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July 20, 2021
by Patricia Tomasi

Did Bullying Increase Or Decrease During the Pandemic?

July 20, 2021 08:00 by Patricia Tomasi  [About the Author]

A new study published in the Journal of Aggressive Behavior looked at school bullying before and during COVID-19 using a population-based randomized design.

“The study compares bullying rates before the pandemic and during the pandemic in elementary and high school students,” study author Dr. Tracy Vaillancourt told us. “We wondered if the COVID-19 infection control measures would have an impact on the prevalence of bullying. In particular, we thought that rates would be lower because students were supervised more and were organized into smaller cohorts.”

Researchers were guided by recent reports showing declines in bullying rates during the pandemic and by studies that have consistently shown that increased supervision is associated with lower bullying rates.

According to the National Center for Educational Statistics, one out of every five students has reported being bullied and more male students report being bullied rather than female. As for rumors, it’s the female students that report being the victim of this behavior rather than male students. Over forty per cent of students who were bullied say they believe the bullying would reoccur.

Types of bullying include being called names, being made fun of, being the subject of rumors, being shoved or pushed or tripped or spit on and being excluded from activities on purpose.
As for where the bullying occurs, most students say in the stairway or hallways at school followed by in class, in the cafeteria, outside on school property, and online or by text, in the bathroom or locker room, and on the school bus. Over forty-five per cent of students who were bullied ended up notifying an adult at school about the situation.

“I have been studying bullying for the past 20 year so it made sense to examine bullying during this global event,” Dr. Vaillancourt told us. “We know about how the pandemic has affected children’s mental and physical health, their levels of physical activity, and the like, but we know very little about how it has impacted their social lives.”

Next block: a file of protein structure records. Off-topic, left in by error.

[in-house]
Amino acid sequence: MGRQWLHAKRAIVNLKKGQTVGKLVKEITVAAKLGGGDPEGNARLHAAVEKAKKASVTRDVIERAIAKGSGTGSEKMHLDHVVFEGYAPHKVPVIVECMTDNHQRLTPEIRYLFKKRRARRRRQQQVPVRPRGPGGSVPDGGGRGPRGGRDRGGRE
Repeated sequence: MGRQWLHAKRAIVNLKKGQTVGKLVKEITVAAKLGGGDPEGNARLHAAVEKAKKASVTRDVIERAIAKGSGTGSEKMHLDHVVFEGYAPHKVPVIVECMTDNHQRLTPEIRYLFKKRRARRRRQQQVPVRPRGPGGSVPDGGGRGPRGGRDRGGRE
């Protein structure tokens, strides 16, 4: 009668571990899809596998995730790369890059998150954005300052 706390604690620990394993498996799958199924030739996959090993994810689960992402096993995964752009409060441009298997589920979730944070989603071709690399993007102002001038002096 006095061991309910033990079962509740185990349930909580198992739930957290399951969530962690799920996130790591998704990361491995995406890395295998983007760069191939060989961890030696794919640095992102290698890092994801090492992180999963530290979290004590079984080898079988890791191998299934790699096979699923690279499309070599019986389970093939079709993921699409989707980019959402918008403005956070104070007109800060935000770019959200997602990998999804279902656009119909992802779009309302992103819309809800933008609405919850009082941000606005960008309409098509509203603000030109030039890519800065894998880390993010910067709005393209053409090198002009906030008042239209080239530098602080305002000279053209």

Students were randomized at the school level into one of two conditions: Examining bullying rates before the pandemic and examining bullying rates during the pandemic. Researchers then compared the prevalence rates across the two conditions and examined differences in rates by gender expression, sexual orientation, age, and ethnicity as a validity check. They specifically looked at whether the anti-Asian rhetoric during the pandemic was associated with increased bullying of students of Asian descent. (Note the results did not differ for students of Asian descent).

“We found similar patterns of findings that are in the literature which points to the validity of our findings,” Dr. Vaillancourt told us. “ i.e. girls being bullied more than boys, boys bullying more than girls, younger students being more involved in bullying than older students, and gender diverse and LGTBQ+ students being bullied at very high rates.”

The striking finding, however, was that researchers found a reduction of almost 20% in bullying victimization rates during the pandemic.

“I was not surprised by finding lower rates of bullying during the pandemic but I was very surprised by the magnitude of the difference between pre-pandemic rates and pandemic rates,” Dr. Vaillancourt told us. “For the past 20 years that I have studied bullying, using similar methodology to assess prevalence, I have never seen such a dramatic reduction.”

Dr. Vaillancourt believes the results mean that we need to really consider increasing the supervision of students. She said teachers are asked to do so much already so it behooves schools to consider hiring monitors for breaks/recess to help keep students safe.



About the Author

Patricia Tomasi

Patricia Tomasi is a mom, maternal mental health advocate, journalist, and speaker. She writes regularly for the Huffington Post Canada, focusing primarily on maternal mental health after suffering from severe postpartum anxiety twice. You can find her Huffington Post biography here. Patricia is also a Patient Expert Advisor for the North American-based, Maternal Mental Health Research Collective and is the founder of the online peer support group - Facebook Postpartum Depression & Anxiety Support Group - with over 1500 members worldwide. Blog:

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